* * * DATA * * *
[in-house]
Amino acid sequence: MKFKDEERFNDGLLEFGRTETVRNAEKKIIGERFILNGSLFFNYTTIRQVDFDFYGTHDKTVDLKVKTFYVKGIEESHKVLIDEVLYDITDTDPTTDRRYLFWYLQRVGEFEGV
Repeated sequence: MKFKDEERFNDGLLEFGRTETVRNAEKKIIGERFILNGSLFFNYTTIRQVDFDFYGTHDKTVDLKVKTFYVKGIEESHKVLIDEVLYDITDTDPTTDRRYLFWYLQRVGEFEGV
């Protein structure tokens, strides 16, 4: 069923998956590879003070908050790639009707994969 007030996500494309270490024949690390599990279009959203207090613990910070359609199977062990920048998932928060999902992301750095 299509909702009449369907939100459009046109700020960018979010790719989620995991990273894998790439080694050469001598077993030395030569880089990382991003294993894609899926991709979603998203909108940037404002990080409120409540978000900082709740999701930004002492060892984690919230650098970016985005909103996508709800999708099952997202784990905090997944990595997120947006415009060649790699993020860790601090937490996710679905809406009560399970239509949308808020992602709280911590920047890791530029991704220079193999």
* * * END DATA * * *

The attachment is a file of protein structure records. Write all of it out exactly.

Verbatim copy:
[in-house]
Amino acid sequence: MKFKDEERFNDGLLEFGRTETVRNAEKKIIGERFILNGSLFFNYTTIRQVDFDFYGTHDKTVDLKVKTFYVKGIEESHKVLIDEVLYDITDTDPTTDRRYLFWYLQRVGEFEGV
Repeated sequence: MKFKDEERFNDGLLEFGRTETVRNAEKKIIGERFILNGSLFFNYTTIRQVDFDFYGTHDKTVDLKVKTFYVKGIEESHKVLIDEVLYDITDTDPTTDRRYLFWYLQRVGEFEGV
């Protein structure tokens, strides 16, 4: 069923998956590879003070908050790639009707994969 007030996500494309270490024949690390599990279009959203207090613990910070359609199977062990920048998932928060999902992301750095 299509909702009449369907939100459009046109700020960018979010790719989620995991990273894998790439080694050469001598077993030395030569880089990382991003294993894609899926991709979603998203909108940037404002990080409120409540978000900082709740999701930004002492060892984690919230650098970016985005909103996508709800999708099952997202784990905090997944990595997120947006415009060649790699993020860790601090937490996710679905809406009560399970239509949308808020992602709280911590920047890791530029991704220079193999």